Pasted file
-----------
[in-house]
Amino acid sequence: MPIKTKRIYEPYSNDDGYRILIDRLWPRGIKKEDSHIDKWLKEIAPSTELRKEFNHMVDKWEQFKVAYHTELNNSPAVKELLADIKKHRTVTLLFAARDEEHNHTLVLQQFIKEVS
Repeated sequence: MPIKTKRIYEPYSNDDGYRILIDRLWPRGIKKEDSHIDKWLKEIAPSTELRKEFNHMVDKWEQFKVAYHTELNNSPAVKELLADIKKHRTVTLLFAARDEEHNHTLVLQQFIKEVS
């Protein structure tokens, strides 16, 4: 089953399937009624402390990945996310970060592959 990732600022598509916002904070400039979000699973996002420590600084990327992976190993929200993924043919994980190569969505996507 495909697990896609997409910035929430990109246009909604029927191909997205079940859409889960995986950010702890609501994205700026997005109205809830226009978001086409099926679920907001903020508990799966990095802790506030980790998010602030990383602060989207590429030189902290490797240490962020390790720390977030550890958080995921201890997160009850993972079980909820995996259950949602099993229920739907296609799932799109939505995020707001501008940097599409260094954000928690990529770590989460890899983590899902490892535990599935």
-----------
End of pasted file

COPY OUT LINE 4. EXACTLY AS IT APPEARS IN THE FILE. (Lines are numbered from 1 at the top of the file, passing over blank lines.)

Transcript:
């Protein structure tokens, strides 16, 4: 089953399937009624402390990945996310970060592959 990732600022598509916002904070400039979000699973996002420590600084990327992976190993929200993924043919994980190569969505996507 495909697990896609997409910035929430990109246009909604029927191909997205079940859409889960995986950010702890609501994205700026997005109205809830226009978001086409099926679920907001903020508990799966990095802790506030980790998010602030990383602060989207590429030189902290490797240490962020390790720390977030550890958080995921201890997160009850993972079980909820995996259950949602099993229920739907296609799932799109939505995020707001501008940097599409260094954000928690990529770590989460890899983590899902490892535990599935």